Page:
Small businesses see red in browsers’ ad blocking technology

25 Apr 2013


Digital advertising advocates in the US yesterday warned the US Congress that the actions of two internet browsers could be hurting small businesses by threatening their low-cost method of advertising.

Companies collect personal data, that allows ad companies to target consumers based on internet browsing histories.

Certain Microsoft and Mozilla browsers automatically blocked these ads unless a customer asked to receive them.

According to witnesses at a hearing of the Senate Committee on Commerce, Science and Transportation, blocking these ads starves small websites of their revenue, without alerting the user about the impact.

According to Lou Mastria, managing director of the Digital Advertising Alliance, it was a threat to the internet ecosystem.

Online advertising revenue hit a new high of $36.6 billion in 2012, due partly to customised ad experiences made possible by data tracking.

These advertisements often subsidised the expenses of small online businesses with little revenue. Online newspapers, blogs and weather sites that were not self-sustaining often relied on the collection of personal web-viewing data.

Meanwhile, the Digital Advertising Alliance, a non-profit organisation led by the nation's leading advertising and marketing trade associations, had developed a one-button option that allowed customers to stop the collection of tracking data.

However, according senator, Jay Rockefeller, Democrat, West Virginia, the action was not enough.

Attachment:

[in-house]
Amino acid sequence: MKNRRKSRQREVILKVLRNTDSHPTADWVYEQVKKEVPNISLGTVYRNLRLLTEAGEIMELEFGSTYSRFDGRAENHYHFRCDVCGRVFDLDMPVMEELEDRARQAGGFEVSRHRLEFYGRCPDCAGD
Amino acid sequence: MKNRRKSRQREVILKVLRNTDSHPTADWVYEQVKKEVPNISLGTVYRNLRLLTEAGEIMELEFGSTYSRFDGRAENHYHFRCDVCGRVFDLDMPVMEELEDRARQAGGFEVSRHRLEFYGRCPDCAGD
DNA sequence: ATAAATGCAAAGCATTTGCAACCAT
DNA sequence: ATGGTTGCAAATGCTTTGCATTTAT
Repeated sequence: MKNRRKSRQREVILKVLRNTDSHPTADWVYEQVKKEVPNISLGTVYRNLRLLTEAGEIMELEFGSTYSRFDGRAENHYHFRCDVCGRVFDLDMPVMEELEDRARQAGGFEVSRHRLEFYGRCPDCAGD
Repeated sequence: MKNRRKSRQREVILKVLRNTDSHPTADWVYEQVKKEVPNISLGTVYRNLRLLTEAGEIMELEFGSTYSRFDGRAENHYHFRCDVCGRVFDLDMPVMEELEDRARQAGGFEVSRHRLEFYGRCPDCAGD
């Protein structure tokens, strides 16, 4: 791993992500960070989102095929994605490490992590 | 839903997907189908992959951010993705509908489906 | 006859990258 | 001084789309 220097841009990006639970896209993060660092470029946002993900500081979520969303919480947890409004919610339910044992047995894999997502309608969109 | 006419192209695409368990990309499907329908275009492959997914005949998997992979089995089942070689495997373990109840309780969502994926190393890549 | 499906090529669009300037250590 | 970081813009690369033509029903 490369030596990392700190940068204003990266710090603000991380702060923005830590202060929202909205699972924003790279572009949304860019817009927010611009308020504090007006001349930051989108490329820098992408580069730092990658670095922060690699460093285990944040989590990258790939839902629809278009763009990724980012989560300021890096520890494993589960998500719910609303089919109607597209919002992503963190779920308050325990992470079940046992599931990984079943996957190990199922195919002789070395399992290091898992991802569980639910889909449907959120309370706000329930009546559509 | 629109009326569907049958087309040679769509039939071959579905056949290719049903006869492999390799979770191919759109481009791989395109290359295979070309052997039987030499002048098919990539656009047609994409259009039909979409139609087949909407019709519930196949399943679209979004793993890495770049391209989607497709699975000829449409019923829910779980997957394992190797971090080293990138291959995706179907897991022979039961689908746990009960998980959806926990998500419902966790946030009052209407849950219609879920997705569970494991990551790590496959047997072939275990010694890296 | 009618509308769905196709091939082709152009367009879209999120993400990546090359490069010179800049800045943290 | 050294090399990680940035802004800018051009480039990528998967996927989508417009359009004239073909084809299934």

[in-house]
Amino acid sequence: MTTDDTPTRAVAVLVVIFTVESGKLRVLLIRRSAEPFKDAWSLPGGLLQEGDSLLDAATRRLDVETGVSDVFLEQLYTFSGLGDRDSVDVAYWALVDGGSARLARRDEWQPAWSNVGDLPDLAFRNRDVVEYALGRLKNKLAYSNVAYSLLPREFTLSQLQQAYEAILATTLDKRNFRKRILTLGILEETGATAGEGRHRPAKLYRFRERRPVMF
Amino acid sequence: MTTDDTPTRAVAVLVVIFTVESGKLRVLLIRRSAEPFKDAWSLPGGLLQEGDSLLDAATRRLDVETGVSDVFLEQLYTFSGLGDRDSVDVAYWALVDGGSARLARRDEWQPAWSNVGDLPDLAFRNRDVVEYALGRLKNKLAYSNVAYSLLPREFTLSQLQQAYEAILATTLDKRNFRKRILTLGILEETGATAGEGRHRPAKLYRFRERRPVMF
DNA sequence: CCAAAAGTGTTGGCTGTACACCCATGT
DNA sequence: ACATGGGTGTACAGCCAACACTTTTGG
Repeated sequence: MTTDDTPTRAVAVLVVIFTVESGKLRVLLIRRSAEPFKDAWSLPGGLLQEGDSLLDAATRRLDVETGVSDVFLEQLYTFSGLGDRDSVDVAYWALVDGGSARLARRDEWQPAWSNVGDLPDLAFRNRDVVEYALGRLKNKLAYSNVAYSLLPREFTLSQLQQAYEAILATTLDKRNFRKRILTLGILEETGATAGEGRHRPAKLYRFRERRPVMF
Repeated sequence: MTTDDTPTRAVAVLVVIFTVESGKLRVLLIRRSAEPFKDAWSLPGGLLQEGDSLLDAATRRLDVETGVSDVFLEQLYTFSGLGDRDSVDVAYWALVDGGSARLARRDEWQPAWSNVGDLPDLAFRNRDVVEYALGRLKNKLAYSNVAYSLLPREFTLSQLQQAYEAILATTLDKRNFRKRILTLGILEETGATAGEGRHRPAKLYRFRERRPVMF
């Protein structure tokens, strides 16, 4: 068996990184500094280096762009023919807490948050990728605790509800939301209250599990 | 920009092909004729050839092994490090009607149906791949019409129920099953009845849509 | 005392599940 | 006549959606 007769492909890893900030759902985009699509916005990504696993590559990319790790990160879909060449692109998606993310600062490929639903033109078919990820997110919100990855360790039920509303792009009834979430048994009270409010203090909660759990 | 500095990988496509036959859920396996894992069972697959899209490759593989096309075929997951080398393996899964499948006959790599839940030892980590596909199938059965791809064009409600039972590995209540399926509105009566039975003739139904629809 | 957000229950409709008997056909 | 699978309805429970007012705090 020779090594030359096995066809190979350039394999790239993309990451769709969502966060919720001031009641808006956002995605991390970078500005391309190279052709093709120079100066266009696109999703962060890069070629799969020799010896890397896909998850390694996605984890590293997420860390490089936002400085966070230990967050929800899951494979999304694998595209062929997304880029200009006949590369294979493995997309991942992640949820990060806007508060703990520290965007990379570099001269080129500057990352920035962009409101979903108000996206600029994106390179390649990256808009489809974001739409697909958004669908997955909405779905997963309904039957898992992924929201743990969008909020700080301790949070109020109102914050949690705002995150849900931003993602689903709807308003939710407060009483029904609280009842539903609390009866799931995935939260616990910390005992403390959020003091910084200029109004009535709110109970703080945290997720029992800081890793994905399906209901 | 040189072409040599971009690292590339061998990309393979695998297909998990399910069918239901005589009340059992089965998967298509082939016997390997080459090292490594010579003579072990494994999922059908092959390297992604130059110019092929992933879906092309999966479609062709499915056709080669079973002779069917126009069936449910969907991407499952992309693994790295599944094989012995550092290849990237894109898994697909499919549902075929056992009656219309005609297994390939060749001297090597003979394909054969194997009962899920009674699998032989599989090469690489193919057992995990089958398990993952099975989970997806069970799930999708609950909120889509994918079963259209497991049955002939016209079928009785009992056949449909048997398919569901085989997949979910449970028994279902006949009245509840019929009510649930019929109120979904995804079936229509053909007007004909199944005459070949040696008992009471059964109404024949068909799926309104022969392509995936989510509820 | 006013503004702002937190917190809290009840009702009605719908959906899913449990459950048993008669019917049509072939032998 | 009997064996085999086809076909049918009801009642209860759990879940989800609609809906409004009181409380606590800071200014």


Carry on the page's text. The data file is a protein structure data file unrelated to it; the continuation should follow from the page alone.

Meanwhile, ad-blocking app Adblock Plus had clocked up its 200 millionth download, which made it the most downloaded browser add-on in history.

Adblock Plus, a free ad-blocking tool plugs into any Chrome, Firefox, Opera or Android browser and allows users to choose the amount and type of ads they were willing to accept.

Ad publishers often misunderstood their motives, said Adblock Plus co-founder, Till Faida. He added, Adblock Plus did not judge what was a good ad and what was a bad one, it did not automatically block ads either. Rather, they were an open-source community that decided in a public forum the merits of each ad, and their software empowered individual users to control their browsing experience and the amount and type of ads they were willing to accept.

Adblock Plus has also published 'Acceptable Ads' guidelines, determined by users in a public forum, and which allowed ads to be whitelisted for Adblock Plus users.

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